Oversharing saves lives:
I inherited a hoarder tendency. I’ve redirected this impulse from objects to digital photographs and text messages. Instead, amassing the fleeting and intangible—it really keeps the clutter down.
I meticulously document atmosphere and conversations like my mother collects Windstone Fantasy Figurines. She’s all dragons, wizards and winged cats and I’m the light at certain times of day shimmering on the dust in Bunny’s fur.
My phone has become my studio. In an attempt to hold on to time, slippery and amorphous, I rely on this ever-present and ubiquitous archive. I have an unhealthy attachment to my phone, for months I had recurring dreams of cracking its glass. My phone had taken the place of teeth in subconscious fears of bodily decline.
I do what everyone with a camera phone does, I take pictures with a regularity unmatched by any generation before. Mundane, weird, meaningless, pornographic, ridiculous, significant, pretty pictures. Plants and cats, clouds and sunsets, friends and not friends anymore, never friends again.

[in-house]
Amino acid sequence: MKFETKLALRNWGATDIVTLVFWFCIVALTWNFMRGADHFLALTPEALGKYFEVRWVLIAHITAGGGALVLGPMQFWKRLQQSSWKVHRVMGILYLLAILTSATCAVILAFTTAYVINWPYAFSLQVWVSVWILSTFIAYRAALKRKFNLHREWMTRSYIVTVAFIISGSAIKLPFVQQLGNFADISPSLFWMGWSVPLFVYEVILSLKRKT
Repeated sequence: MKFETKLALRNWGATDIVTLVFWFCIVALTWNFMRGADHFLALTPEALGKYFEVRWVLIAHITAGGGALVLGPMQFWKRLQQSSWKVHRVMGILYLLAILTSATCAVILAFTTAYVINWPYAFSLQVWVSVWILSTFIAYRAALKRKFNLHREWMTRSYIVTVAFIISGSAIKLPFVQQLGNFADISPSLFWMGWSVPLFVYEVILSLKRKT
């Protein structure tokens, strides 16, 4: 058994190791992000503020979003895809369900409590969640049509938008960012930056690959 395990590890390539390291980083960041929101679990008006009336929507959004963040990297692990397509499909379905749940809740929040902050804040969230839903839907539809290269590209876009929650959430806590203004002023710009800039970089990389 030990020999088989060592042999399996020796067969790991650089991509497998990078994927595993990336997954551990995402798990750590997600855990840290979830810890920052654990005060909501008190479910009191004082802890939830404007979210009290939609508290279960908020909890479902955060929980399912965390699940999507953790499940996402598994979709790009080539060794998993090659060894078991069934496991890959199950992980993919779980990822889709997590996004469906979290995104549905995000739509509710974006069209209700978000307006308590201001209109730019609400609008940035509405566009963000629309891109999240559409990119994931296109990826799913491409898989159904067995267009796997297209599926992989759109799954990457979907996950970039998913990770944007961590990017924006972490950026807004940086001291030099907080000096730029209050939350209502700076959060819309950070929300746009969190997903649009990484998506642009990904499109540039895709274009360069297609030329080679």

And in their vast number, and scope, they begin to form a portrait, an outline of a life.
A trace of time.
It was in following them backward that I saw something I hadn’t seen while living these moments.
I’ve been sick.
I’ve been sick for a while.
I took photos of my illness, harmless nights and days in bed with Netflix. Piles of tissues, captions complaining about “kitten hands” (this is not when your hands are full of kittens, that would be adorable, rather it’s when you find yourself spilling a hot mug of cider over yourself because you could not hold its weight). I saw my mother in her nursing home bed, her skin grey, saline dropped in her eyes, juice through a straw. It’s not the same thing. We aren’t the same, but somehow there was me. My fingers blistered and raw, my tongue swollen, mounds of my hair pulled from the drain.
I don’t dream anymore of the glass cracking.
I dream of my hair on the floor.
I made these moments physical objects, made them multiples, I gave myself something solid and never-ending to hold on to as I slowly dissolve.
Fuck those dragons. They don’t do shit.
Photographic project, 2013-Ongoing. Images from public social media below.